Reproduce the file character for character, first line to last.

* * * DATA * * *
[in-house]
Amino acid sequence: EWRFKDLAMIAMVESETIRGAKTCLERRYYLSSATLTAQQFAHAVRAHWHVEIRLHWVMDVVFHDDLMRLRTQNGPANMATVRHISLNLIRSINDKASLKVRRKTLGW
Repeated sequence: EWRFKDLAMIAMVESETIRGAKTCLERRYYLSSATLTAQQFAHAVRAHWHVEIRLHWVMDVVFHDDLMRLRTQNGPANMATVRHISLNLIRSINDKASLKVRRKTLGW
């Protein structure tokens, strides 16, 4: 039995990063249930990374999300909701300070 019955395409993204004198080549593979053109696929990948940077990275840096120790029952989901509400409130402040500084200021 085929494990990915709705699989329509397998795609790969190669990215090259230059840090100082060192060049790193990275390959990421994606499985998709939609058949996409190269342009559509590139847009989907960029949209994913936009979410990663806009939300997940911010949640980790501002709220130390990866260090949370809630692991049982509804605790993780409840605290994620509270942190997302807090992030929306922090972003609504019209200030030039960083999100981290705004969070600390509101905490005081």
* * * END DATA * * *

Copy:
[in-house]
Amino acid sequence: EWRFKDLAMIAMVESETIRGAKTCLERRYYLSSATLTAQQFAHAVRAHWHVEIRLHWVMDVVFHDDLMRLRTQNGPANMATVRHISLNLIRSINDKASLKVRRKTLGW
Repeated sequence: EWRFKDLAMIAMVESETIRGAKTCLERRYYLSSATLTAQQFAHAVRAHWHVEIRLHWVMDVVFHDDLMRLRTQNGPANMATVRHISLNLIRSINDKASLKVRRKTLGW
């Protein structure tokens, strides 16, 4: 039995990063249930990374999300909701300070 019955395409993204004198080549593979053109696929990948940077990275840096120790029952989901509400409130402040500084200021 085929494990990915709705699989329509397998795609790969190669990215090259230059840090100082060192060049790193990275390959990421994606499985998709939609058949996409190269342009559509590139847009989907960029949209994913936009979410990663806009939300997940911010949640980790501002709220130390990866260090949370809630692991049982509804605790993780409840605290994620509270942190997302807090992030929306922090972003609504019209200030030039960083999100981290705004969070600390509101905490005081």